Cycladic Art – truth to the spirit

October 4, 2010 § 1 Comment

Life is a cool thing. Its funny, not everything is meant to be known to you as you go about life’s lessons, maybe if they were, we would be too cerebral about learning, maybe you have to take things in through the osmosis of the emotions, the brain, the body, so that you really know and evolve fully.

The last year has been a truly great year for me in my studio. It has been a bit like a year off to totally indulge in myself as an artist. No exhibitions to look forward to, no projects (promises, but nothing on the table), just me everyday in my studio pushing my boundaries. This year Mike got the projects and at the beginning of the year, he gave me a hug and said, go for it Shona, this year is mine for projects, get into your studio and stretch yourself. So I did what I have never really done before, consciously sought the inspiration that spoke to me most. I dug out books and photos of Cycladic art, visited museums and allowed the work to directly affect me, working directly in the style of its art forms. The work is very simple and plain, oddly proportioned and broad open surfaces. I love these works because they are deeply spiritual and related to the deepest emotions of human beings, the desires for longevity, fertility, protection, abundance. Cycladic works in their utter simplicity, speak to the spirit of mankind through the essence of the art form, not distracted by the beauty of physical reality, not clever or cerebral, but rustic, always speaking to the unformed world of the soul. This work has always attracted me, but I did not know why, until I allowed myself the time to work in it. At first my whole attention was not to copy, but to be influenced by it so that I could reinvent the work. But you can’t do this work in an objective way. It is not form for form’s sake. You have to partake and my woman vessel forms, became not just beautiful forms, but forms that embody abundance, fertility, the cycle of life. They carry the true wisdom of life. And my sculptures are heavily reflective of the Cycladic works, not reinvented at all, because they didn’t need to be, it was more important for me to be true to the spirit in the works, invest them with the essence of life’s desires.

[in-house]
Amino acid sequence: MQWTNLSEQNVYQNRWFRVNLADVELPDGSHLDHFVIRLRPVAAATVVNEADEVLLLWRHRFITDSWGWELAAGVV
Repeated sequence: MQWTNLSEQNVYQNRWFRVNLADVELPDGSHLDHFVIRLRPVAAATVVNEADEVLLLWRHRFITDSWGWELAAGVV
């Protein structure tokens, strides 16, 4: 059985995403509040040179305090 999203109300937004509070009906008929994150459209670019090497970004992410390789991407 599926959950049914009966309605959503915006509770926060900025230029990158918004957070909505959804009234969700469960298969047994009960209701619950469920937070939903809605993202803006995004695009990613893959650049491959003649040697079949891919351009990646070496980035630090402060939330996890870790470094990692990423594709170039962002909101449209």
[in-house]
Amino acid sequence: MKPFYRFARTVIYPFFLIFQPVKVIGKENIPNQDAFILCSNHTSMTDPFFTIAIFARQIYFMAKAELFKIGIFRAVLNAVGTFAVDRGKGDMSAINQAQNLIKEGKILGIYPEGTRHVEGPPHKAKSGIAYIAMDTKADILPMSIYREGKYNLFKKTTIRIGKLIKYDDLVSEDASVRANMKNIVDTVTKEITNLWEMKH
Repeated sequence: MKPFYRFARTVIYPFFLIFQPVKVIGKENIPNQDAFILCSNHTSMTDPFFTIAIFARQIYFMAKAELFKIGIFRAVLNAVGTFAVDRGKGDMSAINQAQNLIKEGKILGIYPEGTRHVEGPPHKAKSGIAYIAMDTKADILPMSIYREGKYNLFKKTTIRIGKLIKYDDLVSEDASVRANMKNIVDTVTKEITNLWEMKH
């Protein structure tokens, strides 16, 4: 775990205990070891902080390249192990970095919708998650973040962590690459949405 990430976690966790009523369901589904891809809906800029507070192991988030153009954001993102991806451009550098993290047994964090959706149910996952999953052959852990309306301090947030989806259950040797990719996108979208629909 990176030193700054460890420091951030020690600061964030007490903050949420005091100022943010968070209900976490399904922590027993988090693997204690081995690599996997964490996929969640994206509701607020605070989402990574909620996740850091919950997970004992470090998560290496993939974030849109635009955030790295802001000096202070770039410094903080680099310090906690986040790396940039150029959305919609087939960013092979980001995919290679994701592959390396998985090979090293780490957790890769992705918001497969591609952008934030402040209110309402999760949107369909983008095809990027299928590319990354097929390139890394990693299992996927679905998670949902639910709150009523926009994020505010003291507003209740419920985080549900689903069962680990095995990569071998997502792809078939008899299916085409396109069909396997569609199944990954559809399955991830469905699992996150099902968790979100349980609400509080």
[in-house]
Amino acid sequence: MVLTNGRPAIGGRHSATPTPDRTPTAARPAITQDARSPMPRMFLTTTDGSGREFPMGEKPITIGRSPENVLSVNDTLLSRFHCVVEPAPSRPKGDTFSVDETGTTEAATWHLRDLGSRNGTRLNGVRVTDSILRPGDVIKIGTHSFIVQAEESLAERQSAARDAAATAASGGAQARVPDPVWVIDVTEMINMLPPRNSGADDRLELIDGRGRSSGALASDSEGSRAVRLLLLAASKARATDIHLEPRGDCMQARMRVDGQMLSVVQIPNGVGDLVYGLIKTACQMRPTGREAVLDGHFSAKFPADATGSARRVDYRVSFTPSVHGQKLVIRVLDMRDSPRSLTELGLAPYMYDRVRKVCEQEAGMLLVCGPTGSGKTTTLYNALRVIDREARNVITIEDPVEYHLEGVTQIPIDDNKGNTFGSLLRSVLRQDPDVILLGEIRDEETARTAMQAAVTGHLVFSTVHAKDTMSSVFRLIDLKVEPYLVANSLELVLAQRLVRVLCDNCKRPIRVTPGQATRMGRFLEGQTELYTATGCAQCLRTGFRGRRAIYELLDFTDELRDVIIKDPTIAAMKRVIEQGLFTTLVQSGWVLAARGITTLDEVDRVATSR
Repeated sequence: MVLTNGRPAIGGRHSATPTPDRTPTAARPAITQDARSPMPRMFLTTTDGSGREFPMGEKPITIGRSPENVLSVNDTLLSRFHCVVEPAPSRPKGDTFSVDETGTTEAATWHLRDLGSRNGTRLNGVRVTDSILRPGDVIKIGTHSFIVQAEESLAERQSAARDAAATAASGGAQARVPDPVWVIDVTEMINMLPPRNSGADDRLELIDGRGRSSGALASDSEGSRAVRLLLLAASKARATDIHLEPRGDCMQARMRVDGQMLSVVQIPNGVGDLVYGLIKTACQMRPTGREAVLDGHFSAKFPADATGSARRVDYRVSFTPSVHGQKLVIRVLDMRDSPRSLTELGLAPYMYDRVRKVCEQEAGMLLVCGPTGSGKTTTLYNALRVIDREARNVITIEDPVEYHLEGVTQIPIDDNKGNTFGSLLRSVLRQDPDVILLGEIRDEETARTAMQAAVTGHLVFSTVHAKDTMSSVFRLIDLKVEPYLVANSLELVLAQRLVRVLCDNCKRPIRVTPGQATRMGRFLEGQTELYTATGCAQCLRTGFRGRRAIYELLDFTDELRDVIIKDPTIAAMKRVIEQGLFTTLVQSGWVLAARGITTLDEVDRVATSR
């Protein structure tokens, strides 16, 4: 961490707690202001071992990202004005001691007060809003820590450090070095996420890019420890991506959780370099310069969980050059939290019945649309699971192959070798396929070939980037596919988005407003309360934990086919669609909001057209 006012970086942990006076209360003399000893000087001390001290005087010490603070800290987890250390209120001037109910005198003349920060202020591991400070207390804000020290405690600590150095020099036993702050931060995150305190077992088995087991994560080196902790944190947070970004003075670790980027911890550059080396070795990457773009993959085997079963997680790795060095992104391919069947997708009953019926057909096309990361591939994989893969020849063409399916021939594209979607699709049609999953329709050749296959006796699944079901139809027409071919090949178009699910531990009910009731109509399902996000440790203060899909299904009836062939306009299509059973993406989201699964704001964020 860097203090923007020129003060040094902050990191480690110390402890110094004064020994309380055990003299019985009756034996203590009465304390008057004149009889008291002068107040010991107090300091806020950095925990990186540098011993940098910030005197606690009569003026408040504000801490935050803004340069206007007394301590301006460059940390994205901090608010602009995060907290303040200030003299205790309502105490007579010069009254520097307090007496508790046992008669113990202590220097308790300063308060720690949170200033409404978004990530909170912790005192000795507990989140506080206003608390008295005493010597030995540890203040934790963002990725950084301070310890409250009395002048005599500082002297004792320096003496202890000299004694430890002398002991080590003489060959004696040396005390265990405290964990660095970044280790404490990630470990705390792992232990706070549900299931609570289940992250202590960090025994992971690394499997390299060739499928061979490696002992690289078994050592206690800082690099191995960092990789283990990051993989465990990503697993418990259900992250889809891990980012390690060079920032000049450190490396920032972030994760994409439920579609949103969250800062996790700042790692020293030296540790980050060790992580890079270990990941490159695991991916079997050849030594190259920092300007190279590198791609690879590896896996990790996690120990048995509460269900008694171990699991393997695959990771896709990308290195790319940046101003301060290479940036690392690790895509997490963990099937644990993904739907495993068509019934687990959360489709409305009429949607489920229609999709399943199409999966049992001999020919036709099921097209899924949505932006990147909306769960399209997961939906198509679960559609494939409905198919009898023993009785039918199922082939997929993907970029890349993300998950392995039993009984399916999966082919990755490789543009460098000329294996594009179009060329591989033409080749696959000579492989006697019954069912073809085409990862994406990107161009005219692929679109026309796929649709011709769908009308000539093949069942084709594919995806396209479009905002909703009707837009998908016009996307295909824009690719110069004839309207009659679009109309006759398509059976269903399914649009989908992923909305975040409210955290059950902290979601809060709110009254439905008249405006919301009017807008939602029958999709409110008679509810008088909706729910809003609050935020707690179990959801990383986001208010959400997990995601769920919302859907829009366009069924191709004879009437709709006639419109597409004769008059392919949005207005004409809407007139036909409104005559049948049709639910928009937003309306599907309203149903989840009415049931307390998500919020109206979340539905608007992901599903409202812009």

This period of my work has made me understand more fully, what I am searching for in art and it’s why I have also always been attracted to Etruscan art, and some African art. It’s seeking the essence and embodying it in form. I have always been able to see very well, and it is a distraction, as the human form is beautiful, and it constantly calls me back to itself, the unconscious regard for proportion and visual beauty always wanting to take over from the essence of the work. When you look at early Etruscan art, you get work that has complete disregard for proportion, sometimes a deliberate decision to make the body very long, the arms and legs very short and the head a square, even the surfaces are uneven and roughly hewn, but it is a devotional piece, so the work is not about human beauty but about human essence. The work can be really austere, but the work haunts you, disturbing you and attracting you. You need that in art because it is not satisfactory to be beautiful alone, or to play a clever mind trick with you, or tell you a story. You need the recognition of yourself as a spiritual being.

Throughout history there have been the great masters who bring their art alive and somehow embody the spirit, the physical and the mind into a whole. That, for me is the ultimate in art; to capture it all without rules, to maintain the freedom of the artist to create, but to give it all to us, so that we resonate with the whole truth.

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